With the American Health Care Act pulled and not coming back anytime soon, there are two facts that Republicans will have to acknowledge if they were to try healthcare reform again.
So… the American Health Care Act is dead!
Paul Ryan just canceled the House health bill vote in a major defeat for President Trump https://t.co/cCDVdSfJY8
— Vox (@voxdotcom) March 24, 2017
In the 23rd hour, Republicans pulled the AHCA from a formal vote and the blame game by many Republicans in Washington is fierce right now. But if Republicans tried to pass healthcare legislation once again, they would have to face two uncomfortable truths regarding their vision of what healthcare reform should be.
Uncomfortable Truth #1: You Can’t Cut Costs Without Cutting Coverage
The Congressional Budget Office’s assessment of the American Health Care Act (AHCA) said it best, “enacting the American Health Care Act would reduce federal deficits by $337 billion over the coming decade and increase the number of people who are uninsured by 24 million in 2026 relative to current law.” In other words, you can’t cut the cost of healthcare on the federal government without leaving millions of people uninsured.
Now there are some in the Republican Party, most notably the House’s Freedom Caucus, that feel lowering the financial burden of healthcare is more important that the expansion of it. As we said in our 10-Point Expert on the American Health Care Act, the healthcare bill that the Trump administration and Speaker of the House Paul Ryan presented was more focused about slashing costs and less worried about expanding healthcare coverage. Both Speaker Ryan and the Trump administration “chose a side” when creating healthcare legislation that made cost cutting the paramount focus. For other Republicans, this was just not possible. Which gets us to our second uncomfortable truth…
Uncomfortable Truth #2: Cutting Healthcare Costs Hurt Conservative Rural Areas the Most
As we said earlier, if you want to cut the cost of healthcare at the federal level, you’re going to have to shrink healthcare coverage for millions of Americans. For many Republicans however, that would be a major problem.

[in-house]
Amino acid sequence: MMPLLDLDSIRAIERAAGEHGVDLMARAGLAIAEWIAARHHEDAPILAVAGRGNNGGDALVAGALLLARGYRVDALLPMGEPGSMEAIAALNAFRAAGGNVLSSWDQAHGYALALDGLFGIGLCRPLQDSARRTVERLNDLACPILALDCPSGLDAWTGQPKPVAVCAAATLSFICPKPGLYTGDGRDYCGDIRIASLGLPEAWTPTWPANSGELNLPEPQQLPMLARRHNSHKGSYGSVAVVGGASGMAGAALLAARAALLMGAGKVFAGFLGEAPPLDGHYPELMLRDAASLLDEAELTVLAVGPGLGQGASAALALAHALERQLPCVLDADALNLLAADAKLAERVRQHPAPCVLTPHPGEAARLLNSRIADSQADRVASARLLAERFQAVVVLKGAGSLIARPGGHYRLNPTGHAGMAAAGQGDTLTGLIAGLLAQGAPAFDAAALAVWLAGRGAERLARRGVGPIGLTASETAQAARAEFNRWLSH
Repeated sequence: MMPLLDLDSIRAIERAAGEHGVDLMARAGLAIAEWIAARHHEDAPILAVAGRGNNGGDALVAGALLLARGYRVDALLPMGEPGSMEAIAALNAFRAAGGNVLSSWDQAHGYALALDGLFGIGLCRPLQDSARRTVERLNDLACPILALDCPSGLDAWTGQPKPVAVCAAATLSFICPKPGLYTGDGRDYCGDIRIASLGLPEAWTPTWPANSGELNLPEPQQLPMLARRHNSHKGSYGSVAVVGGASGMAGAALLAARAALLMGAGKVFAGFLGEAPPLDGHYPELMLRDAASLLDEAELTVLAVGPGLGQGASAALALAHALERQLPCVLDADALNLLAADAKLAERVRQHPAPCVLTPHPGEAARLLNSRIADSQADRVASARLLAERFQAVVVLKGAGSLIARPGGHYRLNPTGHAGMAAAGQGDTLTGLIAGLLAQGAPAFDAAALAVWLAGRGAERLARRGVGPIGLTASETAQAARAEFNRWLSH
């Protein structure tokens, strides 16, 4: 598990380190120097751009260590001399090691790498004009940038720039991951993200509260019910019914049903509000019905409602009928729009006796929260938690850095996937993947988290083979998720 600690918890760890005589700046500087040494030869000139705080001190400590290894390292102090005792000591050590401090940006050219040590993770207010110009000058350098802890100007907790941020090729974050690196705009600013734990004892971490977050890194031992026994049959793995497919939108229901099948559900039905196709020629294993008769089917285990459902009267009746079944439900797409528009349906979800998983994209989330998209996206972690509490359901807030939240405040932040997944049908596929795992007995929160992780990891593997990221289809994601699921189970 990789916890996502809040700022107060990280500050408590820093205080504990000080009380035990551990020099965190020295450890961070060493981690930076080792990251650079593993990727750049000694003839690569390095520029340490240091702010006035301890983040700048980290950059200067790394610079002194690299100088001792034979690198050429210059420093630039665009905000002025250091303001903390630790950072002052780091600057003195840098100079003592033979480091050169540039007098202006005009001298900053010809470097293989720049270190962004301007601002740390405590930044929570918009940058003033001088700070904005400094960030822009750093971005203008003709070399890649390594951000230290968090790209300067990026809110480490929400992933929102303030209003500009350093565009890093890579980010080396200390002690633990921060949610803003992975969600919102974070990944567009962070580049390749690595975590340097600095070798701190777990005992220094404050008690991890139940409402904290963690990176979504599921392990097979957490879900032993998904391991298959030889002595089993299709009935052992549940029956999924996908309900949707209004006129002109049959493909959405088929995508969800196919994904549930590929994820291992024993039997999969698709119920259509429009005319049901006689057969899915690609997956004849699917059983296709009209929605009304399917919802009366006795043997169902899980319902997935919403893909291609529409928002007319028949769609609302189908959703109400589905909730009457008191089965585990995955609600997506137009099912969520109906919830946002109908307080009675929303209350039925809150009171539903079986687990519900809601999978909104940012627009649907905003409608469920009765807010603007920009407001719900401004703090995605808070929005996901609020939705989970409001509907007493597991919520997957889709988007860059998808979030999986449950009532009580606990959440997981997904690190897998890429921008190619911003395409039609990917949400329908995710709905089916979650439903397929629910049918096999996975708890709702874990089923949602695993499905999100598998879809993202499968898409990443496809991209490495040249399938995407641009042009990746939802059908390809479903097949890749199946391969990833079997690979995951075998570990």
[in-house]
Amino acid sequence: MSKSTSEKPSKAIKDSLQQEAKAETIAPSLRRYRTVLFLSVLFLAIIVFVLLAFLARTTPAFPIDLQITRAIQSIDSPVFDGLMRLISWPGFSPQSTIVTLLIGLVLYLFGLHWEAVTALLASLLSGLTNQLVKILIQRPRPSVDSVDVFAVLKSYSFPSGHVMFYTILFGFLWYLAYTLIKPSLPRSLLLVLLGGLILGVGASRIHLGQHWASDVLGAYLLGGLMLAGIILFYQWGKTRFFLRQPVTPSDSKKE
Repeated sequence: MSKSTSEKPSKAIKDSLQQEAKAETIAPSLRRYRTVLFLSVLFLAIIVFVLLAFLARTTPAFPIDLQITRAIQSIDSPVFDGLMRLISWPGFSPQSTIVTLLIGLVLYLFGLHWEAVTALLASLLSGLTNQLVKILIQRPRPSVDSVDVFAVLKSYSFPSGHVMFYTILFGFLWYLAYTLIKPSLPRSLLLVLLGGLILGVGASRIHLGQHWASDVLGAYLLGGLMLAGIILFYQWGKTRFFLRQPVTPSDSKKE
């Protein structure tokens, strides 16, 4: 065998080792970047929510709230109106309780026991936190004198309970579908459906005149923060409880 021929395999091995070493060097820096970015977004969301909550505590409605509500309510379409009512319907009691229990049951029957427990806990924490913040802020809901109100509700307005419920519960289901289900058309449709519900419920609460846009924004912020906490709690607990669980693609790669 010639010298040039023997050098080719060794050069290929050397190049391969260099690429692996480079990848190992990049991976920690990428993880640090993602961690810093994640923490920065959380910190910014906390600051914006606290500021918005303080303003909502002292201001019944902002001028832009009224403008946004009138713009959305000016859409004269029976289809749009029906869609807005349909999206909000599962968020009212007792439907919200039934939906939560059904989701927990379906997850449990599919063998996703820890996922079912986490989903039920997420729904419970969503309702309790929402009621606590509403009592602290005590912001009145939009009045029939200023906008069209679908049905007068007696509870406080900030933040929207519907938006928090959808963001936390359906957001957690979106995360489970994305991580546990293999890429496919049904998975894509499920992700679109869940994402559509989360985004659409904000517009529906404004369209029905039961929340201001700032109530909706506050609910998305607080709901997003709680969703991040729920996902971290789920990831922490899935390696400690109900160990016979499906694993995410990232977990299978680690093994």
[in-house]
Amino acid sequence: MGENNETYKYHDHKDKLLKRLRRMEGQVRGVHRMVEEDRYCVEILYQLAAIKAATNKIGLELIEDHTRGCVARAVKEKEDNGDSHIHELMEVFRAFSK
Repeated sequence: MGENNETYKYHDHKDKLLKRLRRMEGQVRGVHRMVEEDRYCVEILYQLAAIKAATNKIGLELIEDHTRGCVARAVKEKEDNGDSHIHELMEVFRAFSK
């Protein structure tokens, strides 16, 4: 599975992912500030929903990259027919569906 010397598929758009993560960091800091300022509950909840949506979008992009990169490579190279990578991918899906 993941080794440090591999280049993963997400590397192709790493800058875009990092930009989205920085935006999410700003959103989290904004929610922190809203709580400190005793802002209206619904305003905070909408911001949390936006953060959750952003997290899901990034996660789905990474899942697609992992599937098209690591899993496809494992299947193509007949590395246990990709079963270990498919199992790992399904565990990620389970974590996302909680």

As the above video shows, many of those individuals that rely on the Affordable Care Act (aka Obamacare) are usually those that live in conservative-rural areas. An analysis from the Kaiser Family Foundation – a non-governmental group that studies healthcare legislation – around 6.3 million individuals that used the ACA marketplaces were from Republican Congressional districts and favored Donald Trump over Hillary Clinton in the 2016 presidential contest. When these rural communities are compared to metropolitan ones in terms of healthcare coverage, the rural communities are more likely to have public coverage. In other words, rural communities rely on Obamacare more than most would assume.
In regards to the AHCA legislation, there were provisions for cost cutting measures that included a repeal on setting limits that insurance companies could charge for older/sicker customers. In the case for more rural areas, where there is less competition, those older/sicker individuals living in these areas would be paying a whole lot more for health insurance (ie Republican voters). And as the above video demonstrates, those Republican voters knew exactly what that consequence was.
At the end of the day, the AHCA failed because many Congressional Republicans weren’t ready to risk their House seat for their vision of American healthcare. If Republicans are going to try this process again, they’re going to have deal with the realities of balancing coverage and cost when it comes to healthcare reform.
(Photo Credit: CSPAN YouTube Channel, Pixabay.com)